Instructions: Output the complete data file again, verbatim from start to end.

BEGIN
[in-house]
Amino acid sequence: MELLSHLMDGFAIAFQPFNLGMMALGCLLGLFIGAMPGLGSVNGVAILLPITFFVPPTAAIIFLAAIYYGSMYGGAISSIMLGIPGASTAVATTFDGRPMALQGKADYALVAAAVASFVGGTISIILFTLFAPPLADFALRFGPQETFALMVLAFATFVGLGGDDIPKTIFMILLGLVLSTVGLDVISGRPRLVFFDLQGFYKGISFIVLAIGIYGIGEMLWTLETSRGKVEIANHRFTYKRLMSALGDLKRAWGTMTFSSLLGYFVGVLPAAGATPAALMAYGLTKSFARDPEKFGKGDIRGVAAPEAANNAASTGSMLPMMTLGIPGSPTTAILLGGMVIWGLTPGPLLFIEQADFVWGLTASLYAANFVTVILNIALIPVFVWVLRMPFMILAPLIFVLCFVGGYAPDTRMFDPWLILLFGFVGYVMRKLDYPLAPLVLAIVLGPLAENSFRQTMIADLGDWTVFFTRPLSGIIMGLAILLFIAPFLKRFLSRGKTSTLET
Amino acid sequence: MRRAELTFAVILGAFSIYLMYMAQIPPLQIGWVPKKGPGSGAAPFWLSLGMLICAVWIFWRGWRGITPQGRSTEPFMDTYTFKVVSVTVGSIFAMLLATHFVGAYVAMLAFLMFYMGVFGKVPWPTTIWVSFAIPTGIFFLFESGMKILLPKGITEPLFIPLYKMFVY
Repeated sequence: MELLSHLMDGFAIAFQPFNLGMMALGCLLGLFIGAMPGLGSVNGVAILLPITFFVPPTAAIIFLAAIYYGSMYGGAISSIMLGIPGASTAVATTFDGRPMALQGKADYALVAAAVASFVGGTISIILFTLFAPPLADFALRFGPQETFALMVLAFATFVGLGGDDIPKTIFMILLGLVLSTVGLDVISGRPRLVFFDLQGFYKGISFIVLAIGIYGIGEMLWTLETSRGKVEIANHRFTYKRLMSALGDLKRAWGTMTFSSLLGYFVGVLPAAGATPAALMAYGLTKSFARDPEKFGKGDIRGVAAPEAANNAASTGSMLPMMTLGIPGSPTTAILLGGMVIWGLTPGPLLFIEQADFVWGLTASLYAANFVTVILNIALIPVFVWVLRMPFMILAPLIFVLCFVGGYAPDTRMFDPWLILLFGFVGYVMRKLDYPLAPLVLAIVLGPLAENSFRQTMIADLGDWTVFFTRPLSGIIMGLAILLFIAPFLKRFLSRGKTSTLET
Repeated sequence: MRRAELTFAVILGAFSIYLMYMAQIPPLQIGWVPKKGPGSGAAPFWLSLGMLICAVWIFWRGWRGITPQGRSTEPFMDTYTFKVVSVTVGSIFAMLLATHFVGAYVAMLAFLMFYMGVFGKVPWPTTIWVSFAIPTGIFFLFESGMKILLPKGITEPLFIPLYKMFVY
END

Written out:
[in-house]
Amino acid sequence: MELLSHLMDGFAIAFQPFNLGMMALGCLLGLFIGAMPGLGSVNGVAILLPITFFVPPTAAIIFLAAIYYGSMYGGAISSIMLGIPGASTAVATTFDGRPMALQGKADYALVAAAVASFVGGTISIILFTLFAPPLADFALRFGPQETFALMVLAFATFVGLGGDDIPKTIFMILLGLVLSTVGLDVISGRPRLVFFDLQGFYKGISFIVLAIGIYGIGEMLWTLETSRGKVEIANHRFTYKRLMSALGDLKRAWGTMTFSSLLGYFVGVLPAAGATPAALMAYGLTKSFARDPEKFGKGDIRGVAAPEAANNAASTGSMLPMMTLGIPGSPTTAILLGGMVIWGLTPGPLLFIEQADFVWGLTASLYAANFVTVILNIALIPVFVWVLRMPFMILAPLIFVLCFVGGYAPDTRMFDPWLILLFGFVGYVMRKLDYPLAPLVLAIVLGPLAENSFRQTMIADLGDWTVFFTRPLSGIIMGLAILLFIAPFLKRFLSRGKTSTLET
Amino acid sequence: MRRAELTFAVILGAFSIYLMYMAQIPPLQIGWVPKKGPGSGAAPFWLSLGMLICAVWIFWRGWRGITPQGRSTEPFMDTYTFKVVSVTVGSIFAMLLATHFVGAYVAMLAFLMFYMGVFGKVPWPTTIWVSFAIPTGIFFLFESGMKILLPKGITEPLFIPLYKMFVY
Repeated sequence: MELLSHLMDGFAIAFQPFNLGMMALGCLLGLFIGAMPGLGSVNGVAILLPITFFVPPTAAIIFLAAIYYGSMYGGAISSIMLGIPGASTAVATTFDGRPMALQGKADYALVAAAVASFVGGTISIILFTLFAPPLADFALRFGPQETFALMVLAFATFVGLGGDDIPKTIFMILLGLVLSTVGLDVISGRPRLVFFDLQGFYKGISFIVLAIGIYGIGEMLWTLETSRGKVEIANHRFTYKRLMSALGDLKRAWGTMTFSSLLGYFVGVLPAAGATPAALMAYGLTKSFARDPEKFGKGDIRGVAAPEAANNAASTGSMLPMMTLGIPGSPTTAILLGGMVIWGLTPGPLLFIEQADFVWGLTASLYAANFVTVILNIALIPVFVWVLRMPFMILAPLIFVLCFVGGYAPDTRMFDPWLILLFGFVGYVMRKLDYPLAPLVLAIVLGPLAENSFRQTMIADLGDWTVFFTRPLSGIIMGLAILLFIAPFLKRFLSRGKTSTLET
Repeated sequence: MRRAELTFAVILGAFSIYLMYMAQIPPLQIGWVPKKGPGSGAAPFWLSLGMLICAVWIFWRGWRGITPQGRSTEPFMDTYTFKVVSVTVGSIFAMLLATHFVGAYVAMLAFLMFYMGVFGKVPWPTTIWVSFAIPTGIFFLFESGMKILLPKGITEPLFIPLYKMFVY